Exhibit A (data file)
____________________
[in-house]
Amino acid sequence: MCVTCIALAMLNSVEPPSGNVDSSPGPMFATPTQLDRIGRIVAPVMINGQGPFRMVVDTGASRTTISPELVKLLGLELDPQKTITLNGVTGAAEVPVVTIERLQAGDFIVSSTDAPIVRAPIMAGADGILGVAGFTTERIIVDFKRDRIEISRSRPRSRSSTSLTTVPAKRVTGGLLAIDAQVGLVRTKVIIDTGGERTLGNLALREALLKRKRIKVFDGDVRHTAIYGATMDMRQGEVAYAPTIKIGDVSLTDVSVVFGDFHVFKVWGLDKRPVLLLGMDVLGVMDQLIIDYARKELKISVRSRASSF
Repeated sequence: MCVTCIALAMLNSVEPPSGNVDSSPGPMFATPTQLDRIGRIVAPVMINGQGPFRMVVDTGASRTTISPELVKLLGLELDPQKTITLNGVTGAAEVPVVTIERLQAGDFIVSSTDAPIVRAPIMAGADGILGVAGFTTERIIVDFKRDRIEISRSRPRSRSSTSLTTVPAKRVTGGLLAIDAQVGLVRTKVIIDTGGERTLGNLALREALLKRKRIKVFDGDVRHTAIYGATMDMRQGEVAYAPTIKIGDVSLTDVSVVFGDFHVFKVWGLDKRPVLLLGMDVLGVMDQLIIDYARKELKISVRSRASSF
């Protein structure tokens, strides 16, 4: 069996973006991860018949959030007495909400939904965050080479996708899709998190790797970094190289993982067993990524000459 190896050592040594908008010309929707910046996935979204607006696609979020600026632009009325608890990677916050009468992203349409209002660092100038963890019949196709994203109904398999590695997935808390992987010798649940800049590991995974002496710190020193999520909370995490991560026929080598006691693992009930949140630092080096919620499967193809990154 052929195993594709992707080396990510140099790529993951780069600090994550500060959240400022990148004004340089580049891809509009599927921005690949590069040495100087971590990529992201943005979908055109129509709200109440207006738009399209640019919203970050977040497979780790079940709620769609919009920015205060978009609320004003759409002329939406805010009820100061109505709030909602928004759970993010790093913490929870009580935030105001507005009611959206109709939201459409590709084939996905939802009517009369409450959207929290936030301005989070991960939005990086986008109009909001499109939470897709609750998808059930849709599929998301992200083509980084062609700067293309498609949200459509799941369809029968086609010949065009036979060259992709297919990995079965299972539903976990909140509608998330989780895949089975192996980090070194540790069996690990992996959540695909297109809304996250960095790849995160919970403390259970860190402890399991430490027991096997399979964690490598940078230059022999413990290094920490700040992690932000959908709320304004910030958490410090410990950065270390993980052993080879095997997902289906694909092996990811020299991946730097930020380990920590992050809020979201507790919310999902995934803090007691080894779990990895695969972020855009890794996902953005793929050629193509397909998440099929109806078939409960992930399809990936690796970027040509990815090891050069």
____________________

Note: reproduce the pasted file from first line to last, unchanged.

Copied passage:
[in-house]
Amino acid sequence: MCVTCIALAMLNSVEPPSGNVDSSPGPMFATPTQLDRIGRIVAPVMINGQGPFRMVVDTGASRTTISPELVKLLGLELDPQKTITLNGVTGAAEVPVVTIERLQAGDFIVSSTDAPIVRAPIMAGADGILGVAGFTTERIIVDFKRDRIEISRSRPRSRSSTSLTTVPAKRVTGGLLAIDAQVGLVRTKVIIDTGGERTLGNLALREALLKRKRIKVFDGDVRHTAIYGATMDMRQGEVAYAPTIKIGDVSLTDVSVVFGDFHVFKVWGLDKRPVLLLGMDVLGVMDQLIIDYARKELKISVRSRASSF
Repeated sequence: MCVTCIALAMLNSVEPPSGNVDSSPGPMFATPTQLDRIGRIVAPVMINGQGPFRMVVDTGASRTTISPELVKLLGLELDPQKTITLNGVTGAAEVPVVTIERLQAGDFIVSSTDAPIVRAPIMAGADGILGVAGFTTERIIVDFKRDRIEISRSRPRSRSSTSLTTVPAKRVTGGLLAIDAQVGLVRTKVIIDTGGERTLGNLALREALLKRKRIKVFDGDVRHTAIYGATMDMRQGEVAYAPTIKIGDVSLTDVSVVFGDFHVFKVWGLDKRPVLLLGMDVLGVMDQLIIDYARKELKISVRSRASSF
């Protein structure tokens, strides 16, 4: 069996973006991860018949959030007495909400939904965050080479996708899709998190790797970094190289993982067993990524000459 190896050592040594908008010309929707910046996935979204607006696609979020600026632009009325608890990677916050009468992203349409209002660092100038963890019949196709994203109904398999590695997935808390992987010798649940800049590991995974002496710190020193999520909370995490991560026929080598006691693992009930949140630092080096919620499967193809990154 052929195993594709992707080396990510140099790529993951780069600090994550500060959240400022990148004004340089580049891809509009599927921005690949590069040495100087971590990529992201943005979908055109129509709200109440207006738009399209640019919203970050977040497979780790079940709620769609919009920015205060978009609320004003759409002329939406805010009820100061109505709030909602928004759970993010790093913490929870009580935030105001507005009611959206109709939201459409590709084939996905939802009517009369409450959207929290936030301005989070991960939005990086986008109009909001499109939470897709609750998808059930849709599929998301992200083509980084062609700067293309498609949200459509799941369809029968086609010949065009036979060259992709297919990995079965299972539903976990909140509608998330989780895949089975192996980090070194540790069996690990992996959540695909297109809304996250960095790849995160919970403390259970860190402890399991430490027991096997399979964690490598940078230059022999413990290094920490700040992690932000959908709320304004910030958490410090410990950065270390993980052993080879095997997902289906694909092996990811020299991946730097930020380990920590992050809020979201507790919310999902995934803090007691080894779990990895695969972020855009890794996902953005793929050629193509397909998440099929109806078939409960992930399809990936690796970027040509990815090891050069």